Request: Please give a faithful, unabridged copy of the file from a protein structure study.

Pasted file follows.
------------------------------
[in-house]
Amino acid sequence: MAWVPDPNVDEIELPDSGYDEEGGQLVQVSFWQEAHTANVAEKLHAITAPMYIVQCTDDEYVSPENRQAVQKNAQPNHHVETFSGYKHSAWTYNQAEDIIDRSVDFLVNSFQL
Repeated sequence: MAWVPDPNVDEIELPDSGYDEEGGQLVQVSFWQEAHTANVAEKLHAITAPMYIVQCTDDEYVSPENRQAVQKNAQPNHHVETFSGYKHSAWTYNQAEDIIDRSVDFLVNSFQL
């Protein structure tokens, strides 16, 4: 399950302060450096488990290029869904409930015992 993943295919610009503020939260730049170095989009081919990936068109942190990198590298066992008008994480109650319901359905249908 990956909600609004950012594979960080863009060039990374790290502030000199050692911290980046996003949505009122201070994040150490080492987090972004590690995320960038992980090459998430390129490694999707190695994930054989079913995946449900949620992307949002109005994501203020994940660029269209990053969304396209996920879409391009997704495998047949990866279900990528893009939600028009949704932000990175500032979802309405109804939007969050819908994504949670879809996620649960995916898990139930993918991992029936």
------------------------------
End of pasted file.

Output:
[in-house]
Amino acid sequence: MAWVPDPNVDEIELPDSGYDEEGGQLVQVSFWQEAHTANVAEKLHAITAPMYIVQCTDDEYVSPENRQAVQKNAQPNHHVETFSGYKHSAWTYNQAEDIIDRSVDFLVNSFQL
Repeated sequence: MAWVPDPNVDEIELPDSGYDEEGGQLVQVSFWQEAHTANVAEKLHAITAPMYIVQCTDDEYVSPENRQAVQKNAQPNHHVETFSGYKHSAWTYNQAEDIIDRSVDFLVNSFQL
């Protein structure tokens, strides 16, 4: 399950302060450096488990290029869904409930015992 993943295919610009503020939260730049170095989009081919990936068109942190990198590298066992008008994480109650319901359905249908 990956909600609004950012594979960080863009060039990374790290502030000199050692911290980046996003949505009122201070994040150490080492987090972004590690995320960038992980090459998430390129490694999707190695994930054989079913995946449900949620992307949002109005994501203020994940660029269209990053969304396209996920879409391009997704495998047949990866279900990528893009939600028009949704932000990175500032979802309405109804939007969050819908994504949670879809996620649960995916898990139930993918991992029936």